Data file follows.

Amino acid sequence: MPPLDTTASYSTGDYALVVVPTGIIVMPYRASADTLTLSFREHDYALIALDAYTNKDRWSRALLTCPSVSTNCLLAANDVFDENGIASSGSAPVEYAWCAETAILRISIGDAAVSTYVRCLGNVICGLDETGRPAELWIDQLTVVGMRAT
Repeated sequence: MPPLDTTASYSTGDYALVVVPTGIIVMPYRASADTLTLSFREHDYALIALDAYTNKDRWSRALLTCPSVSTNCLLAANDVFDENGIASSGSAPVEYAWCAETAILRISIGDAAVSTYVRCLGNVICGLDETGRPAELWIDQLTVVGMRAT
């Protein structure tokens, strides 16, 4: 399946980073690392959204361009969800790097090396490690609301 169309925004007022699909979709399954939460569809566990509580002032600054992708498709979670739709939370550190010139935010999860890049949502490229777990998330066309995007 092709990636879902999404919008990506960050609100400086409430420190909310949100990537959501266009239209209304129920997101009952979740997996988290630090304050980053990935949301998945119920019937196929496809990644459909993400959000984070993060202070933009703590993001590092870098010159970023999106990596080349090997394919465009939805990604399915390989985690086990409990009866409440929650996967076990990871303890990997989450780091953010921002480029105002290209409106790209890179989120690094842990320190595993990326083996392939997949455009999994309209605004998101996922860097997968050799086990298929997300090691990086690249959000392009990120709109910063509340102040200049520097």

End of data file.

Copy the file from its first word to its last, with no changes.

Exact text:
Amino acid sequence: MPPLDTTASYSTGDYALVVVPTGIIVMPYRASADTLTLSFREHDYALIALDAYTNKDRWSRALLTCPSVSTNCLLAANDVFDENGIASSGSAPVEYAWCAETAILRISIGDAAVSTYVRCLGNVICGLDETGRPAELWIDQLTVVGMRAT
Repeated sequence: MPPLDTTASYSTGDYALVVVPTGIIVMPYRASADTLTLSFREHDYALIALDAYTNKDRWSRALLTCPSVSTNCLLAANDVFDENGIASSGSAPVEYAWCAETAILRISIGDAAVSTYVRCLGNVICGLDETGRPAELWIDQLTVVGMRAT
């Protein structure tokens, strides 16, 4: 399946980073690392959204361009969800790097090396490690609301 169309925004007022699909979709399954939460569809566990509580002032600054992708498709979670739709939370550190010139935010999860890049949502490229777990998330066309995007 092709990636879902999404919008990506960050609100400086409430420190909310949100990537959501266009239209209304129920997101009952979740997996988290630090304050980053990935949301998945119920019937196929496809990644459909993400959000984070993060202070933009703590993001590092870098010159970023999106990596080349090997394919465009939805990604399915390989985690086990409990009866409440929650996967076990990871303890990997989450780091953010921002480029105002290209409106790209890179989120690094842990320190595993990326083996392939997949455009999994309209605004998101996922860097997968050799086990298929997300090691990086690249959000392009990120709109910063509340102040200049520097």